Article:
Question: How should we have tried to overcome the “crisis” in dropping SAT scores between 1964 and 1976? And what can we learn from that crisis to apply to our present crisis in education?
Barbara Urbain began her article in the May issue of the English Journal with this paragraph: “The recent flux of articles bemoaning the decline of Scholastic Aptitude Scores since 1964 should act as a call-to-arms for all high school English teachers. The College Entrance Examination Board announced in September that this year’s high school graduates got lower grades on the SAT’s than any group since 1964. There was an average drop of 10 points in the verbal (reading and writing), and the math scores fared almost as poorly. The scores are figured on a scale ranging from 200 to 800. The 1975 graduates’ average verbal score was 434. The average math grade was 472.”
Comment: Urbain goes on to suggest that the reason for the lower scores was failing to teach writing. Now there is no question that writing contributes to verbal ability. However, the SAT in 1975 contained no test of writing as occurs today (2011) in the SAT. The author did not read carefully the SAT itself or the materials produced by the Educational Testing Service and the College Board in defending themselves in the crisis.
I think what happened in the crisis over the falling SAT scores between 1964 and 1976 should be helpful in responding to our present crisis in education (2011)—failing schools, blaming teachers exclusively for students’ failing to learn, and state high-stakes standardized tests in reading and math.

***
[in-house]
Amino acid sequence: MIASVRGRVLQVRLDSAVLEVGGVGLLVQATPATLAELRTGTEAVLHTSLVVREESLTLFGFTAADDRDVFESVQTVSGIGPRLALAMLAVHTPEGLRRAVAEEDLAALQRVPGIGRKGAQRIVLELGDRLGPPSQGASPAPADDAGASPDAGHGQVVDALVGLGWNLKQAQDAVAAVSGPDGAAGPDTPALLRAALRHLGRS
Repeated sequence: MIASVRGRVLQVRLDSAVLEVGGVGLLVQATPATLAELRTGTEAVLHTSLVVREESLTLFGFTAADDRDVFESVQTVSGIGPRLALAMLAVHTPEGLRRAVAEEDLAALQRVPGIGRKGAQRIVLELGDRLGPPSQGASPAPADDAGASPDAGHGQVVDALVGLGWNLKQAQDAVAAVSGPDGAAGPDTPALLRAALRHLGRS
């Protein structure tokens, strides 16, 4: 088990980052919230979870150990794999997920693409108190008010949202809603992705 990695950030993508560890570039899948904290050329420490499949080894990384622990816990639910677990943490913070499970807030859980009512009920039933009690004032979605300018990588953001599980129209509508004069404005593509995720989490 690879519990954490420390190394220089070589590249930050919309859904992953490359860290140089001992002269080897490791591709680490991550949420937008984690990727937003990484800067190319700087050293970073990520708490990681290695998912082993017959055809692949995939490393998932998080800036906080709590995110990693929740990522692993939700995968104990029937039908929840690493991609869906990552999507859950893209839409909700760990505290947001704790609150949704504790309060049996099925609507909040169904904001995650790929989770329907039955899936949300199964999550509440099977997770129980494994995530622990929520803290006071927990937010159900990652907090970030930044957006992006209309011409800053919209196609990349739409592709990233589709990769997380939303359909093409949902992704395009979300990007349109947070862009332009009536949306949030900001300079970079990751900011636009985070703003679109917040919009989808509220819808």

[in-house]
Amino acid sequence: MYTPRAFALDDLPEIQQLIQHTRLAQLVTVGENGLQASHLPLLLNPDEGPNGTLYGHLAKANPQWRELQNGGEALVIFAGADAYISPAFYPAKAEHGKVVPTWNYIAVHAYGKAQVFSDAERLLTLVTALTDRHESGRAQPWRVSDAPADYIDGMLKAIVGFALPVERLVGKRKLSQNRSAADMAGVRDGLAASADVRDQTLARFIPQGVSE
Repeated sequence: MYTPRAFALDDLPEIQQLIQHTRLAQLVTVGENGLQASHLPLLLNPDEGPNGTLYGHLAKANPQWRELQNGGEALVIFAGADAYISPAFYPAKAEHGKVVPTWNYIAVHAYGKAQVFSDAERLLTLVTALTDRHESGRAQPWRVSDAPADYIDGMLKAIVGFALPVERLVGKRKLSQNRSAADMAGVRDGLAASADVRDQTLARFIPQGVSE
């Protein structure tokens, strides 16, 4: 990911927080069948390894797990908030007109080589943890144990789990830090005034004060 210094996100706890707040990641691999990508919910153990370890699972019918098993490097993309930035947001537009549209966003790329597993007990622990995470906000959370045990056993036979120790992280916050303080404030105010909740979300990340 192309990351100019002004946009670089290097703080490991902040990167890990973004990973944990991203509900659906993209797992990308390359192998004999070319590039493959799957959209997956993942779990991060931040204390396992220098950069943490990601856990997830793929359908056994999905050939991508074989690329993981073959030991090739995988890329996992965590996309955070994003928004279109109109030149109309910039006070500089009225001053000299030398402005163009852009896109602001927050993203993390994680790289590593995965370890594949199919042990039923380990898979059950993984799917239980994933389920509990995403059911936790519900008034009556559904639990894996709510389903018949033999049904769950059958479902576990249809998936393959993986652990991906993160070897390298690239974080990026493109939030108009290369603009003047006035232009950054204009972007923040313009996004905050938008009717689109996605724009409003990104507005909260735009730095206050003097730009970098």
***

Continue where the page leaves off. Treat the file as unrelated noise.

Responding to the SAT Crisis
First, as I said, no test of writing was included in the SAT in 1975. So Urbain’s characterizing the Verbal Sections of the SAT as a test of reading and writing was inaccurate.
The Verbal section of the SAT in 1975 consisted of four sections, three of which consisted of vocabulary and one section of reading comprehension. The vocabulary sections consisted of “antonyms,” “analogies” and “sentence completions.” (Only sentence completions remain in the SAT today, 2011.)
The vocabulary came from many disciplines, not just English. The reading passages also came from many different disciplines, including science, history and psychology among others.
When Educational Testing Service and the College Board labeled the math section the Mathematics Section, people automatically, without thinking, referred to the Verbal Section as the “English Section.” The vocabulary and reading sections were taken from many disciplines, not just English. But English teachers took the blame for the falling Verbal SAT scores. I was there.
If we were going to solve the dropping scores in the SAT, we should have been concentrating on vocabulary and reading in all disciplines.
Some other facts about the SAT that no one paid attention to: the test measured how students succeeded only in the first year of college and the correlation was “moderate.” So the test’s effectiveness was actually limited. Later, educators at the college level realized its limitations (it was an aptitude test, not a test of what students were actually learning in their classes) and changes in the Verbal Section of the test followed. Two sections of vocabulary (“antonyms” and “analogies”) were removed, “sentence completions” and reading comprehension retained and a writing section added).
Responding to Other Crises
What did I learn from this “crisis” that I could apply to other “crises”? Get the facts. How reliable and valid are the many different versions of the state tests in reading and math? Ask questions. What are the causes of student failure? Where does student responsibility fit into the failure? How do problems in society contribute to students’ failure? Obviously the causes of student failure are complex, but until we identify the actual causes, we will continue to dutifully accept a simplistic, and easy-to-blame, witch hunt against teachers. Yes, they are responsible for motivating students and for skillful teaching, But, like doctors, they are human beings, not gods.
Title: “A Linguistic Call to Arms.” Barbara Urbain. English Journal (May 1976), 17-18.